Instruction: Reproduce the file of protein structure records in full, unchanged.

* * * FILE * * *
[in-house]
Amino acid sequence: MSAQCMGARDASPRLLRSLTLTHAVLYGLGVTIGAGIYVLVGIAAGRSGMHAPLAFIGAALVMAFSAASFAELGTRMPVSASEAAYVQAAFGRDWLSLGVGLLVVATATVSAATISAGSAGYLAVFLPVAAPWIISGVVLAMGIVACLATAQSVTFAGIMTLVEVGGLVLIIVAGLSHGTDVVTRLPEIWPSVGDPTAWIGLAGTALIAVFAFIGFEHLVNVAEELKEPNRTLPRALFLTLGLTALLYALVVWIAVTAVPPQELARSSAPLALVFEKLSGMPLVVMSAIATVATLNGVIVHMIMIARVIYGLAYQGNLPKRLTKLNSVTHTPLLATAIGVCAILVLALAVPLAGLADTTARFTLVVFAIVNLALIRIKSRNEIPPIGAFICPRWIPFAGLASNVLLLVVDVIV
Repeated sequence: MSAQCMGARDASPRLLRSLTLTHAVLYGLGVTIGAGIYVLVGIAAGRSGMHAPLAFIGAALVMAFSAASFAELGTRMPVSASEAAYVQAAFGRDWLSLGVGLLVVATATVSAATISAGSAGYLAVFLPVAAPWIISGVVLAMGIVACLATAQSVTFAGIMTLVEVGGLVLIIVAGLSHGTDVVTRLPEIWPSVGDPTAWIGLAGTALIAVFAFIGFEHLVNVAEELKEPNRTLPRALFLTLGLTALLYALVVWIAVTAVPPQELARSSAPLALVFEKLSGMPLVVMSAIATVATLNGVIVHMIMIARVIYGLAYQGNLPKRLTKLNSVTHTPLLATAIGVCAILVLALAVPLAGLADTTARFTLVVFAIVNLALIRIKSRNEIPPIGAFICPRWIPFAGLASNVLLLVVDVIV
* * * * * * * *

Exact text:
[in-house]
Amino acid sequence: MSAQCMGARDASPRLLRSLTLTHAVLYGLGVTIGAGIYVLVGIAAGRSGMHAPLAFIGAALVMAFSAASFAELGTRMPVSASEAAYVQAAFGRDWLSLGVGLLVVATATVSAATISAGSAGYLAVFLPVAAPWIISGVVLAMGIVACLATAQSVTFAGIMTLVEVGGLVLIIVAGLSHGTDVVTRLPEIWPSVGDPTAWIGLAGTALIAVFAFIGFEHLVNVAEELKEPNRTLPRALFLTLGLTALLYALVVWIAVTAVPPQELARSSAPLALVFEKLSGMPLVVMSAIATVATLNGVIVHMIMIARVIYGLAYQGNLPKRLTKLNSVTHTPLLATAIGVCAILVLALAVPLAGLADTTARFTLVVFAIVNLALIRIKSRNEIPPIGAFICPRWIPFAGLASNVLLLVVDVIV
Repeated sequence: MSAQCMGARDASPRLLRSLTLTHAVLYGLGVTIGAGIYVLVGIAAGRSGMHAPLAFIGAALVMAFSAASFAELGTRMPVSASEAAYVQAAFGRDWLSLGVGLLVVATATVSAATISAGSAGYLAVFLPVAAPWIISGVVLAMGIVACLATAQSVTFAGIMTLVEVGGLVLIIVAGLSHGTDVVTRLPEIWPSVGDPTAWIGLAGTALIAVFAFIGFEHLVNVAEELKEPNRTLPRALFLTLGLTALLYALVVWIAVTAVPPQELARSSAPLALVFEKLSGMPLVVMSAIATVATLNGVIVHMIMIARVIYGLAYQGNLPKRLTKLNSVTHTPLLATAIGVCAILVLALAVPLAGLADTTARFTLVVFAIVNLALIRIKSRNEIPPIGAFICPRWIPFAGLASNVLLLVVDVIV